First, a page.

Wayne State students once again unearth Hamtramck’s history

Wayne State University archaeological students are back again to explore a new site in the city in search of clues to the city’s past. Photo by Greg Kowalski


By Greg Kowalski
The Review Special Writer
It doesn’t look like much: Just a sea of tall weeds littered with broken bottles, pieces of smashed china and a wide variety of things that most of us would just call trash.
But to a group of Wayne State University students, these are keys to the past. And they can open doors that have been locked for more than 100 years. The 13 students (and a handful of volunteers) armed with shovels, spades, measuring tape, markers and whatever else they need to carefully dig into and document the past are exploring what may be the richest archeological site in Hamtramck.
“What we’ve learned through preliminary archival research thus far is that this site was the location of commercial and residential buildings from at least 1881 onwards,” said Krysta Ryzewski, WSU chairperson and professor of anthropology at Wayne State, who is directing the students.
“There is a record from 1881 of a barn, possibly a railroad barn where 33 Polish immigrants were living in squalor, in cramped quarters, because they were poor and housing was unavailable. So there’s the potential to learn about the experiences of the early wave of Polish immigrants to Hamtramck.”
The site spans three parcels of land on Denton Street, just east of Jos. Campau. The property is owned by Hamtramck Recycling, which has agreed to allow the students to do the dig. They will be on-site until mid-November, carefully sifting through selected places.
“The Denton Street site is part of the Old Hamtramck Center,” Ryzewski said. “The historic buildings in this area had been lost to the expansion of industrial facilities in the area.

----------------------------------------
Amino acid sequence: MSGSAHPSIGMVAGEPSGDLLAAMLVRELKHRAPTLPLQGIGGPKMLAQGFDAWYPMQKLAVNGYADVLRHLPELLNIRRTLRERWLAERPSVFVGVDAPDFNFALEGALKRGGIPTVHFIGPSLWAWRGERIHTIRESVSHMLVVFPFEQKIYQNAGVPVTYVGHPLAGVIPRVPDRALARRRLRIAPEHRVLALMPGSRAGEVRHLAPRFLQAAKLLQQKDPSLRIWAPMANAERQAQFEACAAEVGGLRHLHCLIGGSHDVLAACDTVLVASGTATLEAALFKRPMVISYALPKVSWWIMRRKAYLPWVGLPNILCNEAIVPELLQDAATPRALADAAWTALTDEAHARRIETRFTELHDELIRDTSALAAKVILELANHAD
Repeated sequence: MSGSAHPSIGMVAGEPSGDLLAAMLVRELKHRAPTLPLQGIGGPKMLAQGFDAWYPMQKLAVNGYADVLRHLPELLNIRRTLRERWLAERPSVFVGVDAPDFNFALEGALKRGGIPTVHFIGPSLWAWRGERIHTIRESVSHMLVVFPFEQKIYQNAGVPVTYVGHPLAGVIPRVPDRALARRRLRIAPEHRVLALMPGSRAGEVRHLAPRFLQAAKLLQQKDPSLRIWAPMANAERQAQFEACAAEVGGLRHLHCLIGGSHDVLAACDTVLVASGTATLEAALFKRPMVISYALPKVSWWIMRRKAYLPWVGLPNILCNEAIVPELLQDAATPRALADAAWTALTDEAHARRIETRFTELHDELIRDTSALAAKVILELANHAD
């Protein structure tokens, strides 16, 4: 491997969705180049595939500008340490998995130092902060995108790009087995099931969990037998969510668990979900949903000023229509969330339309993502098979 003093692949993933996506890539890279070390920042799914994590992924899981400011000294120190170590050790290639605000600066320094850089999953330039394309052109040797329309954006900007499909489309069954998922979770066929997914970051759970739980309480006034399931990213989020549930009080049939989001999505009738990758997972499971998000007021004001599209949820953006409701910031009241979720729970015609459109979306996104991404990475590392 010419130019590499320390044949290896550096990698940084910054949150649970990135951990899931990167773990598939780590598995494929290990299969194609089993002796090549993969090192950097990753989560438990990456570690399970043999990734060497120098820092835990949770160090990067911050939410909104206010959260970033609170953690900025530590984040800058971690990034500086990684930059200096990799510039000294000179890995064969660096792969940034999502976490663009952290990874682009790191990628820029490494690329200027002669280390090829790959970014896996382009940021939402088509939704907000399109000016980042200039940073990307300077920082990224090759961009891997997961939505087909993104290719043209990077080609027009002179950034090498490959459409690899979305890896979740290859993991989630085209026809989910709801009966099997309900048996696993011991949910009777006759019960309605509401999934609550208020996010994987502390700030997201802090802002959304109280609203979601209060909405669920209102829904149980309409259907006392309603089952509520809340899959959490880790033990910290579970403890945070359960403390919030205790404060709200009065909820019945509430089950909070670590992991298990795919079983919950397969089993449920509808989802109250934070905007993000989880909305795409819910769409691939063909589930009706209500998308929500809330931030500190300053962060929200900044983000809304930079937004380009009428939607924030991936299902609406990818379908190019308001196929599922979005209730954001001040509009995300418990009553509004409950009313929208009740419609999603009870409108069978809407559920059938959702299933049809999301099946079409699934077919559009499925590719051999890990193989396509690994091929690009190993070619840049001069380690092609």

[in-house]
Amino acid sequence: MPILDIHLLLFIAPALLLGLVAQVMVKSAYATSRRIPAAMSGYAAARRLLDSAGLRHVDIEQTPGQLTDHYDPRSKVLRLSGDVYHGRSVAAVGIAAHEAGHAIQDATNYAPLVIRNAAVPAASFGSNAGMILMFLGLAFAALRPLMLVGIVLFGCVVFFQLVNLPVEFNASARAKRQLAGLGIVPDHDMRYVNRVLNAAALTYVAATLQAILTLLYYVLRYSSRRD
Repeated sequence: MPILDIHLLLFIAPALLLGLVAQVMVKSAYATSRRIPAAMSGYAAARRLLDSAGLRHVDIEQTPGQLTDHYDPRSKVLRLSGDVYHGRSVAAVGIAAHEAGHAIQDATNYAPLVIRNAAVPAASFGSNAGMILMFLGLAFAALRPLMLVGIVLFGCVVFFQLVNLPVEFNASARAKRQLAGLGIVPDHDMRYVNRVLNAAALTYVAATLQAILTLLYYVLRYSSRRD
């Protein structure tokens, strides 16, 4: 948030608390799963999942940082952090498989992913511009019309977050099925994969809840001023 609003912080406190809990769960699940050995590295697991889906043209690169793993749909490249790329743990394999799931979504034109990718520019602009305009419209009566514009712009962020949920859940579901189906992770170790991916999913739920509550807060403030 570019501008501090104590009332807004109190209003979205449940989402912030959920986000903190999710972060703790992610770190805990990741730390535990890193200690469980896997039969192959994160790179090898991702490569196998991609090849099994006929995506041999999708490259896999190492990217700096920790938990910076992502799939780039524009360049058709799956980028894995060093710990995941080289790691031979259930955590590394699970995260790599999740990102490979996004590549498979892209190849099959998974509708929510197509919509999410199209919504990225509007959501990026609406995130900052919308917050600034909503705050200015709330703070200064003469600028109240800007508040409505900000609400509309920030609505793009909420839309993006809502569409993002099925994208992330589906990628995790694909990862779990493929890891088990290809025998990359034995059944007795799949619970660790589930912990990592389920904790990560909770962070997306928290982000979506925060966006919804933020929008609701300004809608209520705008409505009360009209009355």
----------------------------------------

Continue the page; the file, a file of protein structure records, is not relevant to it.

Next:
This is the first time we’re digging at the Denton Street site, so we’re still in the early stages of piecing together the history of the three different parcels and the associated buildings that once stood in the area.”
Hamtramck grew north from the south, particularly in the late 19th century even before the village of Hamtramck was formed in 1901. It was a time when heavy industry was moving into the area, transforming it from farms and wilderness to factories, houses and stores.
Charles Faber (of Faber Street) operated his saloon near here when Jos. Campau was a dirt road. Remnants of the heavy industry, including a Briggs Company building, can be found on the site.
Rusted railroad tracks and crumbling rail ties still run parallel to the existing tracks. All kinds of debris can be found through the area, including tantalizing relics of a saloon that stood exactly on the site 120 years ago.
“We’re excited to learn how the artifacts that we excavate also relate to the rapid growth of Hamtramck in the 1910s – in response especially to the Dodge facility, located just a block to the south,” Ryzewski said.
That closeness to the Dodge Plant also caught the attention of student Tobias Ellis.
“The proximity to Dodge Main is exciting,” Ellis said.
Searching for treasure is not on the agenda, but Ellis couldn’t help but note that just digging at the site was promising.
“It’s like we hit gold a little bit,” he said.
The items can give valuable clues to what life was like in Hamtramck at that critical period when the town was undergoing a traumatic transformation into an industrial city.
“We’re hoping to learn more about the experiences of the immigrants and other newcomers to Hamtramck at the turn of the 20th century and through the 1930s,” Ryzewski said.
Student Brittney Eastin said the project was promising. “I hope to get insight into what life was like then. What the Prohibition era was like, and the people who experienced it.”
All the students are part of Ryzewski’s class on Archaeological Field Methods, which focuses on the fundamentals of archaeology including surveying, mapping, excavating, documentation, artifact identification and interpretation.
They also will learn the proper methods to make their way through waist-high weeds, and how to dig up the dirt.
Once the excavations are done, the material gathered will be taken to the WSU archaeology lab where they will be inventoried and cleaned. The items will be studied and then presented to the public in a special display to be held beginning Dec. 13 at the Hamtramck Historical Museum, which will be their eventual home.
This is the third archaeological dig Wayne State has done in Hamtramck. The other two were at the site of the old Village Hall on Jos. Campau between Grayling and Alice streets. This “new” site is potentially an even richer repository of Hamtramck’s past.

Posted September 23, 2022

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